Before we could become too intoxicated over the felafels the salads arrived. Now, I don't really 'believe' in salad, but these were – and I hate to admit it – just brilliant. The tabouleh (usually $12) was fresh and (as clichéd as it sounds) bursting with flavour. I was happily wrapping it up with some dip and pickles in my bread when I began to realise just how much I had already eaten.
I loosened a button.
The next salad was crisp lettuce, cucumber and tomato with a great dressing and full of deep-fried bread. Heaven! Maybe if all salad had deep-fried bread I would be more amenable.
Then the actual food arrived, like the proverbial floods. The carnivores received shish tawook (chicken kebabs) and shish kebab (lamb kebabs), ladies fingers and fried kibbeh (both little snacks made with lamb mince).
For the table there were dishes of beans cooked in tomato and lentils and rice.
The vegetarians got cabbage rolls, spinach ladies fingers, deep-fried cauliflower (arnabeet) and eggplant (bat injan).
I'm getting indigestion just writing that. Loosen another button.
It was phenomenal. The kebabs were juicy and tasty. The deep-fried cauliflower had a zing that took your ears off. There was way too much food.
I eat more than any person I know, and even I had to admit defeat. Many of the dishes were still half full. Had we eaten too much bread?
If you are a big eater, this is awesome value. This is a meal with quality and quantity, but one wonders whether a smaller feast could be provided at a smaller price. We took everything home in a doggy bag, but I would imagine that a lot of food is unfortunately wasted.
Turkish coffee is included in the price of the banquet but dessert is not. We all wanted to try the thick, sweet, muddy coffee but it wasn't to everyone's taste. I thought I could detect mint essence, but am probably wrong. One friend forgot what she was drinking and gulped a huge mouth of thick, muddy, coffee sludge. It was strangely addictive.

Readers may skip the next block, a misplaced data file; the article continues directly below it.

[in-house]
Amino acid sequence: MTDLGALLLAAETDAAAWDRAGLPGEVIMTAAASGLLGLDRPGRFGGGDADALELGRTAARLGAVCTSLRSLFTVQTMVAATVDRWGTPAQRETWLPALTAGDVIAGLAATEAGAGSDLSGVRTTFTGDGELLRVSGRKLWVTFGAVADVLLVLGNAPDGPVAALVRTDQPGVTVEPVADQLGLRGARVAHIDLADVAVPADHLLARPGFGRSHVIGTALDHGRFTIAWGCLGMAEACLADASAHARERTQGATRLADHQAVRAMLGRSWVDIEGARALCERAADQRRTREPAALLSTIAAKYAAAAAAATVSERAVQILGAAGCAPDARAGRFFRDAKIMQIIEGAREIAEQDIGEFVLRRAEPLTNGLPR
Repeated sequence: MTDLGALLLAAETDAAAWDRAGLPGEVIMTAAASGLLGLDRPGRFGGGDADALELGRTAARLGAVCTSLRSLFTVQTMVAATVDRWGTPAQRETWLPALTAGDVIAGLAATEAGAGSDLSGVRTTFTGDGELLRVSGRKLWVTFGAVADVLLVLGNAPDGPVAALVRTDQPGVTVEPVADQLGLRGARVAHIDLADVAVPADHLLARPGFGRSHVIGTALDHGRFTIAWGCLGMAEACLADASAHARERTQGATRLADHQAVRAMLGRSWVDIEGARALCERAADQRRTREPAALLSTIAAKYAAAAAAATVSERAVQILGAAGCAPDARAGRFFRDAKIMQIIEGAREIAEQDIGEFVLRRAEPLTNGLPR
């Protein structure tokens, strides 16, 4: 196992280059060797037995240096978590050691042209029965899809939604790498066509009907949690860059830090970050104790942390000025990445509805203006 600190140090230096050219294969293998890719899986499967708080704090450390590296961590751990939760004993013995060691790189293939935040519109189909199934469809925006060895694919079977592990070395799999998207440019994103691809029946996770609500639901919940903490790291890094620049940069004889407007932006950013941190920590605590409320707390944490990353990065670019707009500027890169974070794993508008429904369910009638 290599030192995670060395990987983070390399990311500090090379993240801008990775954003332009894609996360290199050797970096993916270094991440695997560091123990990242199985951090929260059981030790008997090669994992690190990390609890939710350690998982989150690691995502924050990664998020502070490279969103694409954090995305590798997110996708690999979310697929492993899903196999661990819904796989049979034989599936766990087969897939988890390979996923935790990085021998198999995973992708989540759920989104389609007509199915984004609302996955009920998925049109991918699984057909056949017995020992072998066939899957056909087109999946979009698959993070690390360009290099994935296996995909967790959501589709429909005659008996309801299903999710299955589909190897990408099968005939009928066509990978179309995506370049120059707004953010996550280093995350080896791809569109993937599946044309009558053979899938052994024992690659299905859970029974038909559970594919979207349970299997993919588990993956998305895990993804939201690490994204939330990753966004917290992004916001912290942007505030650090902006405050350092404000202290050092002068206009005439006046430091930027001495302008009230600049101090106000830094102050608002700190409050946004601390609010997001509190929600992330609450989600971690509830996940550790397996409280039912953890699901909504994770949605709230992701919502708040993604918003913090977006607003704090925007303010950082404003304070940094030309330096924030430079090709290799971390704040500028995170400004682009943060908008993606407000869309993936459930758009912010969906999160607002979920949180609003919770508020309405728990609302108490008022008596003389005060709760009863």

Despite the fact we had all eaten way too much, we all wanted a taste of something sweet to finish, so the seven of us shared two baklava and three Turkish delight. Outrageous!
The bill for our feast came to just $42 each.
There are two things about the Prophet that I didn't love. Neither are deal-breakers, but forewarned is forearmed. First is parking: we were there on a Friday night and we trawled through the side streets for ages before finding a place to park. We eventually found one two streets east of the restaurant: it's all parallel street parking in residential streets.
The other thing was the toilets. There are no toilets in the restaurant: you have to leave the Prophet, walk a couple of shops down the road, then you are confronted with this.
You walk down this rather dodgy lane and find yourself in a poorly lit backyard. The ladies toilet is attached at the back of a building. The poor blokes literally have to use the old outhouse. Stay safe - take a friend, take two.
Great review. Lebanese food is amazing if done properly. I am salivating over that hommus and the falafels. My favourite kinds of food as long as salad is available to create balance. The prices seem really good too.